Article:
Inspiring Japanese student on how a summer visit to Belfast led to a life-changing decision

Yumi Omori will graduate with a PhD in Sociology from Queen's University Belfast on Wednesday
-Credit: (Image: Queen's University Belfast)

A decade ago, Yumi Omori arrived in Belfast from Japan for Queen’s University's Irish Studies Summer School, a three-week programme offering international students an introduction to the rich tapestry of factors that make Northern Ireland the unique place it is.

It was during this programme that Yumi fell in love with the place and made the life-changing decision the following year to leave her life in Japan behind on a longer-term basis, returning to Queen’s to study a Master’s in Conflict Transformation and Social Justice at the Mitchell Institute.

After successfully completing her Master’s, Yumi moved to Dublin to work at the Embassy of Japan for two years, which she says was quite the experience: “Through the diplomatic lens at the embassy, I witnessed the seismic change in the political dynamic on the islands of Ireland and Great Britain, in light of Brexit.

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“My work experience in Dublin, where I was involved in policy research and analysis, has also expanded my horizons beyond academia.”

In September 2019, Yumi restarted her academic journey, returning to the Mitchell Institute at Queen’s as a PhD student to explore women’s reflections on their motherhood experiences during and after the conflict in Northern Ireland.

While Yumi enjoyed her studies, the PhD life brought many unexpected challenges with the Covid-19 pandemic derailing her fieldwork and interviews. However, she was able to mitigate this with assistance from her supervisors who helped her adapt the project’s research design.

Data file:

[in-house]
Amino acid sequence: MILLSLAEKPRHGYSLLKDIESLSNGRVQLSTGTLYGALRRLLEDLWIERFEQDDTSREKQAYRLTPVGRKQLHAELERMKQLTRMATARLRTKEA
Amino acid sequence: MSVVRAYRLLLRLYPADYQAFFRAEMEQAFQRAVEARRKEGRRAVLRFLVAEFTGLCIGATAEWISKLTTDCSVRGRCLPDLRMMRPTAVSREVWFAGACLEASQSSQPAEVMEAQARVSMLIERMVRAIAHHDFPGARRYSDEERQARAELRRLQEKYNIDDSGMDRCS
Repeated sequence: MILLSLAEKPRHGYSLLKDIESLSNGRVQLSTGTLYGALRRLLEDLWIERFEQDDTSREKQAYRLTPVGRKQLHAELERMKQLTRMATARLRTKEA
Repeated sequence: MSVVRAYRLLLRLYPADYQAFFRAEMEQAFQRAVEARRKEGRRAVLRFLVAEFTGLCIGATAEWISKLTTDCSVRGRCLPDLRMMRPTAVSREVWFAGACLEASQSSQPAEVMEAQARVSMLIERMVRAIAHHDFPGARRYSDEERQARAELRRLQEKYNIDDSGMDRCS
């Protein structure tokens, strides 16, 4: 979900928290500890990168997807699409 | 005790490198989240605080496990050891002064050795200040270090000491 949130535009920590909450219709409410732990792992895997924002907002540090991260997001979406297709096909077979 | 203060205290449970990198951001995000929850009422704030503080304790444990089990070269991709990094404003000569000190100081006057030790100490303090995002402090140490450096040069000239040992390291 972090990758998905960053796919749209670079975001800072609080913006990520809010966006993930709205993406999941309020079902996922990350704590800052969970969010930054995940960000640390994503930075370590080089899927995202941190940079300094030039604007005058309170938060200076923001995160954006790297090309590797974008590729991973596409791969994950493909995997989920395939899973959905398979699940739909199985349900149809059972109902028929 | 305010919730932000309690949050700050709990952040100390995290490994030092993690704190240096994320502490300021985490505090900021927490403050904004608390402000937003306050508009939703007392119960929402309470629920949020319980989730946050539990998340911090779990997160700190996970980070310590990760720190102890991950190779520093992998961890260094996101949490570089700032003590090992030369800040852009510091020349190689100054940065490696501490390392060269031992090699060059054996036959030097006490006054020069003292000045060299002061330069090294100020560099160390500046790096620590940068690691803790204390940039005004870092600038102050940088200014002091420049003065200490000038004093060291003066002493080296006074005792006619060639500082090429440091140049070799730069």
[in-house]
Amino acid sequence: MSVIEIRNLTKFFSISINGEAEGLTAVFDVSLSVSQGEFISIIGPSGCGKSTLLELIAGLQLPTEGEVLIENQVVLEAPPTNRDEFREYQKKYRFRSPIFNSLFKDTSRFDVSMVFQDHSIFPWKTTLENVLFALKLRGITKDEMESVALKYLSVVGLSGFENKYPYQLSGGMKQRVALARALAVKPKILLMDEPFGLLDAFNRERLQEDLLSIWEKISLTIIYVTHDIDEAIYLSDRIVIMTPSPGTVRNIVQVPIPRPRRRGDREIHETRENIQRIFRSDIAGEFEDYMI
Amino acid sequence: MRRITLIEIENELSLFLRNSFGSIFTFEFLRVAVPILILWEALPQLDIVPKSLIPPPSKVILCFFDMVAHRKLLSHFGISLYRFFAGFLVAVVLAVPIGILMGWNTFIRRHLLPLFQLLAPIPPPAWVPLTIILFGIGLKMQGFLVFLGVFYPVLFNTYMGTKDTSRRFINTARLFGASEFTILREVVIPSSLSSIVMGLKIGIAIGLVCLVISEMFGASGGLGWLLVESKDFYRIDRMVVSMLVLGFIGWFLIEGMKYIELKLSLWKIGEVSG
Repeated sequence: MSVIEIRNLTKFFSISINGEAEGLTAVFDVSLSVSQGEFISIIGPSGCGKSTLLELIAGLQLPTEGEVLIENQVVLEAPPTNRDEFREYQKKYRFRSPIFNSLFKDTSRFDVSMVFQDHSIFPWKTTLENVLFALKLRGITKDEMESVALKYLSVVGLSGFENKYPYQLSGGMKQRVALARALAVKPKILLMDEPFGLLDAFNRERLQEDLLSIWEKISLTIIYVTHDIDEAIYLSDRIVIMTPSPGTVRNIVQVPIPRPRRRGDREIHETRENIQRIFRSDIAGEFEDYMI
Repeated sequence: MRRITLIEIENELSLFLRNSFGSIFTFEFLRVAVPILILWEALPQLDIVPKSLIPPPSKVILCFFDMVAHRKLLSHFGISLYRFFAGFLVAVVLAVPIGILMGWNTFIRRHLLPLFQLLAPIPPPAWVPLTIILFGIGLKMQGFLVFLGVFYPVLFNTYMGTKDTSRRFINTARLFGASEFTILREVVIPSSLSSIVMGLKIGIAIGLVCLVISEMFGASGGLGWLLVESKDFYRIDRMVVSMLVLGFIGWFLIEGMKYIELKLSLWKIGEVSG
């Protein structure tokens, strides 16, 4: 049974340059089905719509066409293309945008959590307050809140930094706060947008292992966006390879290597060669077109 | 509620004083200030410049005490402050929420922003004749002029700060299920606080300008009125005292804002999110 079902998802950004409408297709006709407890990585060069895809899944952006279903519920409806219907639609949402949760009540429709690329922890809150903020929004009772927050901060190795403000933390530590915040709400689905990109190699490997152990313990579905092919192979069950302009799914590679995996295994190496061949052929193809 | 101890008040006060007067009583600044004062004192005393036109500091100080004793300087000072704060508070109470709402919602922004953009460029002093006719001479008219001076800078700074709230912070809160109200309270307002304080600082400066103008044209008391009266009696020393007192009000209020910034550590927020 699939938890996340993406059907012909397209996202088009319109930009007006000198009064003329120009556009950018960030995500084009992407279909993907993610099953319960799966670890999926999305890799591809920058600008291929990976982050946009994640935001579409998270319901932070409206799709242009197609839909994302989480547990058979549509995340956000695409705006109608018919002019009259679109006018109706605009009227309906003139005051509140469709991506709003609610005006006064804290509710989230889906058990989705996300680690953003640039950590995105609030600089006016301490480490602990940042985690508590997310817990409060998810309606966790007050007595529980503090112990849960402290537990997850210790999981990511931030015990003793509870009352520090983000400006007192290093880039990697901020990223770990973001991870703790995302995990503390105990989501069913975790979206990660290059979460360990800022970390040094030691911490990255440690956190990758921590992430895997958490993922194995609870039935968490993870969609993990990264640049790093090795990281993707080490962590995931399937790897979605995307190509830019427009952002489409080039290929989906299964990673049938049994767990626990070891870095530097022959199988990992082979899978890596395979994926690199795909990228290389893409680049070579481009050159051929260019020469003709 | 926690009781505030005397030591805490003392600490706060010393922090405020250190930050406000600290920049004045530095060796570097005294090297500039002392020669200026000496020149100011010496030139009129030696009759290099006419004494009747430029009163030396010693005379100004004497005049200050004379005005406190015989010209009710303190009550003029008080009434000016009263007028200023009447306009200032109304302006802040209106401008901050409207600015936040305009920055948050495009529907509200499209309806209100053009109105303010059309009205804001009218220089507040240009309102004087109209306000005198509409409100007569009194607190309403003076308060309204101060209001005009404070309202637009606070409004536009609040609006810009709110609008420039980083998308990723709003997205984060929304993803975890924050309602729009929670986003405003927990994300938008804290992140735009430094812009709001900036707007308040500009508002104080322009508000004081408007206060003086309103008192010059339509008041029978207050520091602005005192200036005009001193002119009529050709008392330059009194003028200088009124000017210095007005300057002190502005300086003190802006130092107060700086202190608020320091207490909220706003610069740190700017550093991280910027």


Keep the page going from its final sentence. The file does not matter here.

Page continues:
The biggest challenge would come just one month later with a phone call from home: “In April 2020, my sister called me from Japan and notified me of the sudden passing of our dearest Mum. I flew back to Japan amid the lockdown to attend her funeral and handle the family duties following her death.

“I ended up spending five months with my family in Japan, during which we lost our grandmother as well. It was an emotionally turbulent period that made me reflect on my personal life and family back home.”

In September of that year, Yumi returned to Belfast, with what she described as “heartful, caring support from my supervisors, Professor John Brewer and Professor Lisa Smyth, my friends and their families”, as she settled back to her studies.

Yumi turned her focus to her PhD and was grateful for the generous contributions from the mothers who participated in her research, from whom she managed to collect an important dataset and write a PhD thesis.

Foregrounding the stories of motherhood in war-torn and post-conflict Northern Ireland, Yumi describes her research as highlighting: “the neglected yet significant contributions women played as mothers to social peace processes.”

She is deeply grateful to her respondents: “They shared insightful stories about their lives in difficult times. Their voices will continue to be the foundation of my sociological imagination, which I endeavour to carry on as I pursue an academic career.”

Yumi graduating on Wednesday with a PhD in Sociology from the Mitchell Institute at Queen’s and a deep love for the island of Ireland after 10 years of living here.

Yumi Omori from Japan graduating with a PhD in Sociology from the Mitchell Institute at Queen's University
Yumi Omori from Japan graduating with a PhD in Sociology from the Mitchell Institute at Queen's University -Credit:Queen's University Belfast

Though Yumi is graduating from Queen’s a decade after her journey in Ireland first began, this is not the end of her overseas academic adventure – she has recently been awarded a postdoctoral fellowship from Stellenbosch University in South Africa.

Here, she will be working on a new research project on mothering and motherhood in post-apartheid South Africa and will be turning her PhD thesis written in Northern Ireland into a book.

Reflecting on her journey so far, Yumi said: “My journey in Ireland, North and South, proved much longer than I had initially planned and after 10 years, the island of Ireland has become my second home, and I will surely keep coming back throughout my life.

“I cannot imagine myself without a deep attachment to the country. The warmth of the people I met and the rich history, culture and nature surrounding me all contributed to my deepening love for this country. It is not just a place where I studied; it is a place that shaped me.”

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